These Three Frontier Markets Countries Have Already Launched Their Own Cryptocurrencies

Economies are increasingly adopting cryptocurrencies

Bitcoin’s humble beginning in 2009 and its subsequent growth to a $76 billion market cap (as of October 9) bears testimony to the conviction of blockchain technology as a means of payment. Blockchain technology and its product, cryptocurrencies, are gaining acceptance amongst a handful of sovereigns that are now considering the idea of developing their own digital currency. Cryptocurrencies together now command over $150 billion in market capitalization.

There are approximately 50 countries globally (ACWI) (VTI), which currently do not have or do not use their own sovereign currency. This is resulting in some governments beginning to consider the creation of a digital currency of their own. The prospect of decreased transaction costs and ease of ownership make the option increasingly appealing, particularly for use in international transactions.

Presently, there are three frontier markets (FM) (FRN) that are already using digital currencies (ARKW), and a fourth is preparing to do so. Emerging markets (EEM) (VWO) such as China (FXI) and Russia (RSX) are also considering various applications in this regard. Meanwhile, the emirate of Dubai recently launched its own blockchain-based cryptocurrency known as emCash.

Here are the 3 frontier markets that are already using digital currencies, and the fourth which is preparing to join the list:

1. Ecuador

In 2014, Ecuador became the first country in the world with its own digital currency. The small Latin American (ILF) nation is the first to have a state-run electronic payment system known as Sistema de Dinero Electronico. The system allows Ecuadorian residents to pay for public services via their mobile wallets. The scheme intends to help begin to reduce government spending of more than $3 million a year to exchange old notes for new dollars. The 5-year goal for the digital currency is to reach over 4 million users registering around $80 million.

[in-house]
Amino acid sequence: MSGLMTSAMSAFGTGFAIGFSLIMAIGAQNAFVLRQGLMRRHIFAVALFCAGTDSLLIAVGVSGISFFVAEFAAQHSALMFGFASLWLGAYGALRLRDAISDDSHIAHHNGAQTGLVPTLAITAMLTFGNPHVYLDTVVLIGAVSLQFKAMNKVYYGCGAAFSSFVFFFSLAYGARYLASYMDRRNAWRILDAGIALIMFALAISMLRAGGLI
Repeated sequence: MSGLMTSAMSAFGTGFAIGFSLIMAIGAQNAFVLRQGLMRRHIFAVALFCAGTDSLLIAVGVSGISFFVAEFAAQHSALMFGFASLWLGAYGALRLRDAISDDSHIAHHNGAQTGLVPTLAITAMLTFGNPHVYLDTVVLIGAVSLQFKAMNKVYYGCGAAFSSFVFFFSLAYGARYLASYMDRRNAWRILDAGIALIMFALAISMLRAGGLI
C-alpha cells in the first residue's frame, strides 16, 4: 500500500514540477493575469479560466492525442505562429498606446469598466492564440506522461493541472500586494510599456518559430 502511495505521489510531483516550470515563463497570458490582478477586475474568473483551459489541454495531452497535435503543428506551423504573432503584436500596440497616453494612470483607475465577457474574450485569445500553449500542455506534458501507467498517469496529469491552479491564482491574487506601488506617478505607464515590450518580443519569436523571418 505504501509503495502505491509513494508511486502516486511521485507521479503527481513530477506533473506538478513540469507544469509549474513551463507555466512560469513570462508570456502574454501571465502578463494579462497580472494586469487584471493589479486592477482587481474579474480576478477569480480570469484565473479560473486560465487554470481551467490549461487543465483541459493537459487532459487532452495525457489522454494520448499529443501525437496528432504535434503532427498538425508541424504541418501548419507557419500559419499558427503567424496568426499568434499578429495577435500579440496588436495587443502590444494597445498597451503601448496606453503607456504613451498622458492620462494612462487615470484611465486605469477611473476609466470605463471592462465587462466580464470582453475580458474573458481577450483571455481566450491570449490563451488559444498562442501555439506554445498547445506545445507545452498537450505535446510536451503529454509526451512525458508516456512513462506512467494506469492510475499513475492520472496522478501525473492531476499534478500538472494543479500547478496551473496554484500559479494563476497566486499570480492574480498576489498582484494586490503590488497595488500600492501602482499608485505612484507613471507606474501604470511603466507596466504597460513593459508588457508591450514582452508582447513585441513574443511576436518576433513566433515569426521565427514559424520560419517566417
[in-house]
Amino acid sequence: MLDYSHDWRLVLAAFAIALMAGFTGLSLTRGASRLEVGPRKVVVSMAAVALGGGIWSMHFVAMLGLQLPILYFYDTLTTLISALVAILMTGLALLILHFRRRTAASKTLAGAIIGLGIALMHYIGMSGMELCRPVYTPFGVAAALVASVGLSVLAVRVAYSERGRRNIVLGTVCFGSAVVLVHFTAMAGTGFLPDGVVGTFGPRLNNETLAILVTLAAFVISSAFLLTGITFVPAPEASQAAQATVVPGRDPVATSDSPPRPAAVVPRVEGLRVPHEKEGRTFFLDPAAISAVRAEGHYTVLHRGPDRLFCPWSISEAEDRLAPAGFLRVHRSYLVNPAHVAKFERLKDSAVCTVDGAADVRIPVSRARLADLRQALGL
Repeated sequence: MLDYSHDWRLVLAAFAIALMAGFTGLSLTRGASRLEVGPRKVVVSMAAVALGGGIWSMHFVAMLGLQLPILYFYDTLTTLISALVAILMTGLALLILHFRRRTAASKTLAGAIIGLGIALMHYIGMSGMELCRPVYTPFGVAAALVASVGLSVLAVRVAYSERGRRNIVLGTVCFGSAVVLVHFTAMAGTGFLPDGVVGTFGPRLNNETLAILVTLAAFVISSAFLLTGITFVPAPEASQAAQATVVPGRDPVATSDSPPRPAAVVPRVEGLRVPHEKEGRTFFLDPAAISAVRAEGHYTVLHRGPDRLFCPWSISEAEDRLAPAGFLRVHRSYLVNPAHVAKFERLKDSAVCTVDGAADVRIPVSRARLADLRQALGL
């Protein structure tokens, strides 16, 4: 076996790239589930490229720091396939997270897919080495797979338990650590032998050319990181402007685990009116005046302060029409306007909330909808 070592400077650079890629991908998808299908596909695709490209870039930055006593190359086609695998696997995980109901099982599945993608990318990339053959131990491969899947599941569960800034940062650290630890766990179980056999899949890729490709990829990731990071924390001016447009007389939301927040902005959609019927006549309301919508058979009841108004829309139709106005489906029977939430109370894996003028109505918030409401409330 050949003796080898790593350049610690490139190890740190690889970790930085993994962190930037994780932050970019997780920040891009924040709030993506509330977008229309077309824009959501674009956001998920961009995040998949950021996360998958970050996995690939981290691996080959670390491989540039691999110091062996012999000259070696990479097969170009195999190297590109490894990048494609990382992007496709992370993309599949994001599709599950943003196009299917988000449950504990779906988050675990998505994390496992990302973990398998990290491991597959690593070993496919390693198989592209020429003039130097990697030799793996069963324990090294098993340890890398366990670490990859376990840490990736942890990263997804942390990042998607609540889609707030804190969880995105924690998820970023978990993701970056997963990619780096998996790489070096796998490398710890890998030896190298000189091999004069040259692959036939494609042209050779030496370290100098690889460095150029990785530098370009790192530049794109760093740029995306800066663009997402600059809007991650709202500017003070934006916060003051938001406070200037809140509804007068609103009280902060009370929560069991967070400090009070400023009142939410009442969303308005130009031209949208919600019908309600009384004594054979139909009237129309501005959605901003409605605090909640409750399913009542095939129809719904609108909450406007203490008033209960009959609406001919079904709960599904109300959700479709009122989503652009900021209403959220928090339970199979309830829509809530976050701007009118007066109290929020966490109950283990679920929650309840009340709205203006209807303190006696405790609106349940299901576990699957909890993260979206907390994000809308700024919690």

2. Tunisia

Since 2015, Tunisia has been using the universal contracting platform, Monetas, to boost its eDinar (aka Digicash and BitDinar) digital currency using the blockchain. The Monetas platform is an advanced crypto-transaction technology that uses a Blockchain secured digital notary to enable all kinds of financial and legal transactions, public or private, globally. With the La Poste Tunisienne android application powered by Monetas, Tunisians use their smartphones to make instant mobile money transfers, pay for goods and services online and in person, send remittance, pay salaries and bills, and manage official government identification documents.

3. Senegal

In December 2016, this West African country launched its own national digital currency, eCFA, valued at par with the CFA franc. The eCFA was developed by the Banque Regionale de Marches (BRM) and eCurrency Mint and is compatible with other digital cash systems in Africa. The blockchain-based currency has been designed to be compatible with other digital currencies in Africa (EZA). The drive for its very own digital currency perpetuated from the fact that Senegal’s CFA franc is shared by 14 countries in West and Central Africa, and its value is guaranteed by the French government.

Estonia

This European country (VGK) (EZU) is among the most tech-friendly countries in the world. The economy already has an e-Residency programme in place where the government stores its data on the blockchain. Now, the Baltic country is on track to creating its own digital currency, Estcoins, which will be available for use by members of its e-Residency programme. The project is being advised by Ethereum founder, Vitalik Buterin.

Ecuador’s Anti-OPEC Decision Raises Fear of Contagion Amongst Other Members Countries

Ecuador straining relations with the OPEC